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Death benefit employment termination payments

A payment you receive from a person's employer after their death is a death benefit termination payment (ETP).

Last updated 14 June 2023

Death benefit payment components

A death benefit employment termination payment (ETP) may have a tax-free and a taxable component.

The tax treatment of the taxable component depends on whether:

  • you're a dependant of the deceased
  • the payment exceeds the ETP cap.

ETP cap for death benefits

We index the ETP cap each year. The ETP cap in 2022–23 is $230,000.

The death benefit ETP cap amount is independent of the life benefit ETP cap amount. This means payments that count towards one cap will not count towards the other.

Meaning of dependant

You're a dependant of the deceased if, at the time of their death, you were one of the following:

  • a surviving spouse
  • a former spouse
  • a child of the deceased who is less than 18 years old
  • any other person who was financially dependent on the deceased
  • any person who had an interdependency relationship with the deceased.

A spouse of the deceased includes another person (of any sex) who:

  • was in a relationship with the deceased as registered under a prescribed state or territory law
  • lived with the deceased on a genuine domestic basis in a relationship as a couple, although not legally married.

A child of the deceased includes:

  • an adopted child, stepchild or ex-nuptial child
  • a child of the deceased’s spouse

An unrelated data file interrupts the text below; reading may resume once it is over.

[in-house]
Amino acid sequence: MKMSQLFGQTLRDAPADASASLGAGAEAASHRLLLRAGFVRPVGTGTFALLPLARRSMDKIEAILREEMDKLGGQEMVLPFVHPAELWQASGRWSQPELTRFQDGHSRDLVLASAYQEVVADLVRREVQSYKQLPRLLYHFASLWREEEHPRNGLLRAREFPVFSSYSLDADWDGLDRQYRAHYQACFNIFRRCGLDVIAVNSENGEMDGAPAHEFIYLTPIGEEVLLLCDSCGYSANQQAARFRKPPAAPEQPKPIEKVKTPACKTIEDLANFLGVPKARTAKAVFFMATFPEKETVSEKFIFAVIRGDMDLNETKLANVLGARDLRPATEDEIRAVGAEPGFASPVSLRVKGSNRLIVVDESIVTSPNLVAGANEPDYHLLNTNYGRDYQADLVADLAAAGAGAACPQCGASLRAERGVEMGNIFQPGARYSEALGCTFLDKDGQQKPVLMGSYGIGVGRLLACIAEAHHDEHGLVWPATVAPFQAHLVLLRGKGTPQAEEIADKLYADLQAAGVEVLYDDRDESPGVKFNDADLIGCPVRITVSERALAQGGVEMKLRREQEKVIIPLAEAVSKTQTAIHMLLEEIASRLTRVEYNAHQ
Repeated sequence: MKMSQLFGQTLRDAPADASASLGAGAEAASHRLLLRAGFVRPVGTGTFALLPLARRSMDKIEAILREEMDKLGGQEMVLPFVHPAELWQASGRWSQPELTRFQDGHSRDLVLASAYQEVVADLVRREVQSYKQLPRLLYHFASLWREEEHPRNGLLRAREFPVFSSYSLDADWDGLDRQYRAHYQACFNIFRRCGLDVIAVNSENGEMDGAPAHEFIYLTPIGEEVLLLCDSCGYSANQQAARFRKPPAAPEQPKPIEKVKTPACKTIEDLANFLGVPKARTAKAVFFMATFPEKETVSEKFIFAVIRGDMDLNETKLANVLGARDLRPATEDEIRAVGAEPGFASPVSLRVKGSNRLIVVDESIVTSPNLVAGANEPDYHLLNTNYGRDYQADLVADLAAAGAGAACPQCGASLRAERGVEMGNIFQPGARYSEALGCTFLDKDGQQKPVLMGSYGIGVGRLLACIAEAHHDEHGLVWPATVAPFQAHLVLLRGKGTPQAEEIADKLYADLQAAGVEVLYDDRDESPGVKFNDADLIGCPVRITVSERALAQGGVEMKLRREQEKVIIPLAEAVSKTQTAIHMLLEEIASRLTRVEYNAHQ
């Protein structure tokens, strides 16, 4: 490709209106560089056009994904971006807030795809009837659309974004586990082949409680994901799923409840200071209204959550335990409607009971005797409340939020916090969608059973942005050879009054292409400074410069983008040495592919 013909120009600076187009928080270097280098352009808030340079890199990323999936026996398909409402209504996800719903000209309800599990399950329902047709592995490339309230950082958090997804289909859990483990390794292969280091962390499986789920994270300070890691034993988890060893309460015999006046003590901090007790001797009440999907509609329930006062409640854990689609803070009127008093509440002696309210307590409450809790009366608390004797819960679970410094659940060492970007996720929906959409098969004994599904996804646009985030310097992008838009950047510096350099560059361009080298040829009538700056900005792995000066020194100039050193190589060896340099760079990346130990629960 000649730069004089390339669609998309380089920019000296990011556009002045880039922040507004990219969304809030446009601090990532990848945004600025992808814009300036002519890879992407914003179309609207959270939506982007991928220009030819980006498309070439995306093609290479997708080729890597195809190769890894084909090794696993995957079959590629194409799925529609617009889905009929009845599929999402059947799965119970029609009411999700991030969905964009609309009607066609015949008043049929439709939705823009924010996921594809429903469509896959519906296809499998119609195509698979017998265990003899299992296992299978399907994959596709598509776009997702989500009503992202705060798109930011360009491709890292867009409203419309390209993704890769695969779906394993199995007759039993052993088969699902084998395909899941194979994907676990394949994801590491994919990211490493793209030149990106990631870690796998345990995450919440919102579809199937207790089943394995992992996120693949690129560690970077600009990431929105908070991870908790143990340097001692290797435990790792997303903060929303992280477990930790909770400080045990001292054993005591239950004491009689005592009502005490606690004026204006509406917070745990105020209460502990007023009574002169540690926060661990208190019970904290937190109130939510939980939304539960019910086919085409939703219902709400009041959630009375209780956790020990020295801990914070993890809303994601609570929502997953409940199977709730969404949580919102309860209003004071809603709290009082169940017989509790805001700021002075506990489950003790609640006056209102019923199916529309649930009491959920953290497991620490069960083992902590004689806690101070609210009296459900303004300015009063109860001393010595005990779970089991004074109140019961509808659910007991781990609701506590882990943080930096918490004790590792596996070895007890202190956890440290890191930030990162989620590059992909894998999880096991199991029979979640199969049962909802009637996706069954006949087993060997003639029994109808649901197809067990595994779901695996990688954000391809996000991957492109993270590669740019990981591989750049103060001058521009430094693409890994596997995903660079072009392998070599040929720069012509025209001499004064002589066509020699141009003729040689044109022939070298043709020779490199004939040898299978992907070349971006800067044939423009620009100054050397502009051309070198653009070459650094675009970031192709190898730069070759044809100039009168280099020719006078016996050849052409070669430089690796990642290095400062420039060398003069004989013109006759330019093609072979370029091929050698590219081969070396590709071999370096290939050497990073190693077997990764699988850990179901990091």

• a child of the deceased within the meaning of the Family Law Act 1975 (for example, a child who is considered to be a child of a person under a state or territory court order giving effect to a surrogacy agreement).

An interdependency relationship includes:

  • a close personal relationship between two people who live together, where one or both provides for the financial and domestic support and personal care of the other
  • a close personal relationship between two people who live together but do not satisfy one or more of the requirements mentioned in the previous dot point due to either or both of them suffering from a physical, intellectual or psychiatric disability.

Payment to a dependant

If you receive the ETP directly and not through a trust, tax is withheld (including Medicare levy) on the payment as follows:

  • The tax-free component of the death benefit will not be subject to tax.
  • The amount of the taxable component up to the ETP cap will be tax-free.
  • Tax is withheld at 47% on the amount of the taxable component above the ETP cap.

You should receive a PAYG payment summary – employment termination payment from the deceased's former employer.

The taxable component above the ETP cap is the amount the employer will report on the payment summary.

Payment to a non-dependant

If you receive the ETP directly and not through a trust, tax is withheld (including Medicare levy) on the payment as follows:

  • The tax-free component of the death benefit will not be subject to tax.
  • Tax is withheld at 32% on the amount of the taxable component up to the ETP cap.
  • Tax is withheld at 47% on the amount of the taxable component above the ETP cap.

You include the taxable component in your assessable income.

Payment to the trustee of a deceased estate

If the payment goes to the trustee of a deceased estate, the trustee pays tax on the death benefit ETP. Tax is withheld in the same way it would be if the payment was made to a dependant or non-dependant. The exception is that the Medicare levy (2% for 2022–23) does not apply.

The trustee of the deceased estate will receive a PAYG payment summary – employment termination payment from the deceased's employer.

The payment summary will show both the tax-free and taxable components of the ETP.

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